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Concept# Van der Pol oscillator

Summary

In the study of dynamical systems, the van der Pol oscillator (named for Dutch physicist Balthasar van der Pol) is a non-conservative, oscillating system with non-linear damping. It evolves in time according to the second-order differential equation
{d^2x \over dt^2} - \mu(1-x^2){dx \over dt} + x = 0,
where x is the position coordinate—which is a function of the time t—and μ is a scalar parameter indicating the nonlinearity and the strength of the damping.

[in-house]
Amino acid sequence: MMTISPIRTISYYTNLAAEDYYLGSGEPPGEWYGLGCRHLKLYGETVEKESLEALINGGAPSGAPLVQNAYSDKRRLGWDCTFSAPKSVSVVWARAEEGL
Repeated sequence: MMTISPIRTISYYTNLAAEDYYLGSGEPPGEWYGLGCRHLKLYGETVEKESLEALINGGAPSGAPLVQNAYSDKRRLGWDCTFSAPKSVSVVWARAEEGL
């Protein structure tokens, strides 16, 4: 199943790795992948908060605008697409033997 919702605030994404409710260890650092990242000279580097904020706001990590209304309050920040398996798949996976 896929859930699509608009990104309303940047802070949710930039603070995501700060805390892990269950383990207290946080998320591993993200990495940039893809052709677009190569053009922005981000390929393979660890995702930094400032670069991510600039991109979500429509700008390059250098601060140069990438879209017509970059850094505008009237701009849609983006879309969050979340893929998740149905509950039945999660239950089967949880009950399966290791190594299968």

History
The Van der Pol oscillator was originally proposed by the Dutch electrical engineer and physicist Balthasar van der Pol while he was working at Philips. Van der Pol found stable oscillations, which he subsequently called relaxation-oscillations and are now known as a type of limit cycle, in electrical circuits employing vacuum tubes. When these circuits are driven near the limit cycle, they become entrained, i.e. the driving signal pulls the c

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